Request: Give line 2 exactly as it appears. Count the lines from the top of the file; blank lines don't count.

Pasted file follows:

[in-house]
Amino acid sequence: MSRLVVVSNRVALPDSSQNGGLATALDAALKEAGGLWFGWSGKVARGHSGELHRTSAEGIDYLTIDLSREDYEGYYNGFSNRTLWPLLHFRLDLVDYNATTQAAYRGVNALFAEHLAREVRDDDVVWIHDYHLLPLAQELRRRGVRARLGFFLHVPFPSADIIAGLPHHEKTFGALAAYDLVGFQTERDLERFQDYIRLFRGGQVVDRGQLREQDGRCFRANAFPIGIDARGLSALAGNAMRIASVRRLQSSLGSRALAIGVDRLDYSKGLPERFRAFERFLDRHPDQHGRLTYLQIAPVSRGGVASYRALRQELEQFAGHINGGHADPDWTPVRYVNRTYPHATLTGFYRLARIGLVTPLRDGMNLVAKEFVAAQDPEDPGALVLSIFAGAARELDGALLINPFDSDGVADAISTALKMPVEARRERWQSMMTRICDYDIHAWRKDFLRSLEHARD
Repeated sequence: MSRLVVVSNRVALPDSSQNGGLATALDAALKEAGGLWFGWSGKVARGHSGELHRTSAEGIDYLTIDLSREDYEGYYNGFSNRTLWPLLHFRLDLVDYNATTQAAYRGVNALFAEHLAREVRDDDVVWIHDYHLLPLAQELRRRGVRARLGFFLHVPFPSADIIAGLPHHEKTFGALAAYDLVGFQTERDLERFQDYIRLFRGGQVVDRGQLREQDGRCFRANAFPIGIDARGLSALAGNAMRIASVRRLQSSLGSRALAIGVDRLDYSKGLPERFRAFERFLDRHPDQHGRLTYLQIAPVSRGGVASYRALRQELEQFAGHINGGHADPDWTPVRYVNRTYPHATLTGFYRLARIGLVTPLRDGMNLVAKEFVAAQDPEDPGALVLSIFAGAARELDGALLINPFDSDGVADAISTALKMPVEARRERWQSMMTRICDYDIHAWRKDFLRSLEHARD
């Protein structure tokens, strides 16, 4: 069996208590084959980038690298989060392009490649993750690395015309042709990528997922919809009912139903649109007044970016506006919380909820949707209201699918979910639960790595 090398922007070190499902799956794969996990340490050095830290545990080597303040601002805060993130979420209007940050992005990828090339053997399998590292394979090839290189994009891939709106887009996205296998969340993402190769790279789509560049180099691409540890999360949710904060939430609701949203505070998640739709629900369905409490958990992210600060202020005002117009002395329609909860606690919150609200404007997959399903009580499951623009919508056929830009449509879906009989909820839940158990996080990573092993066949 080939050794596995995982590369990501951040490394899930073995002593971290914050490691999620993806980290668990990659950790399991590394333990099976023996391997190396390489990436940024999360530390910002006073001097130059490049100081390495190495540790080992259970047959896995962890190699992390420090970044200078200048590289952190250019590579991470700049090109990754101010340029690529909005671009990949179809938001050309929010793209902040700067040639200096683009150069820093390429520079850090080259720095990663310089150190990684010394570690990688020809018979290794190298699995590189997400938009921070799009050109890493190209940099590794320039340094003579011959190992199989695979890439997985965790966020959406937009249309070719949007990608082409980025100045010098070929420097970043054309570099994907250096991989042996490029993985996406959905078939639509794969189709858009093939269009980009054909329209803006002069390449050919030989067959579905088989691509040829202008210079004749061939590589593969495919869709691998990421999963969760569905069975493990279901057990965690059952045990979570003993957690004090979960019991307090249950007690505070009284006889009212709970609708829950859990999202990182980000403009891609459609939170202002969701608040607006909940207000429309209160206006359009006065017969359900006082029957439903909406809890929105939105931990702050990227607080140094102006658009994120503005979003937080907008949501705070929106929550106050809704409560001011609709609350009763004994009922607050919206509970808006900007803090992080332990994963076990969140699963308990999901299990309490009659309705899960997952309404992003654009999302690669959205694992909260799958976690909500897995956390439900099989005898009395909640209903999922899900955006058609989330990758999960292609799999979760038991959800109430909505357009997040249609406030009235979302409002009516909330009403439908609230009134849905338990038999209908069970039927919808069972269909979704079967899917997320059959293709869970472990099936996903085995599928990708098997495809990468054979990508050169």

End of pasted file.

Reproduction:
Amino acid sequence: MSRLVVVSNRVALPDSSQNGGLATALDAALKEAGGLWFGWSGKVARGHSGELHRTSAEGIDYLTIDLSREDYEGYYNGFSNRTLWPLLHFRLDLVDYNATTQAAYRGVNALFAEHLAREVRDDDVVWIHDYHLLPLAQELRRRGVRARLGFFLHVPFPSADIIAGLPHHEKTFGALAAYDLVGFQTERDLERFQDYIRLFRGGQVVDRGQLREQDGRCFRANAFPIGIDARGLSALAGNAMRIASVRRLQSSLGSRALAIGVDRLDYSKGLPERFRAFERFLDRHPDQHGRLTYLQIAPVSRGGVASYRALRQELEQFAGHINGGHADPDWTPVRYVNRTYPHATLTGFYRLARIGLVTPLRDGMNLVAKEFVAAQDPEDPGALVLSIFAGAARELDGALLINPFDSDGVADAISTALKMPVEARRERWQSMMTRICDYDIHAWRKDFLRSLEHARD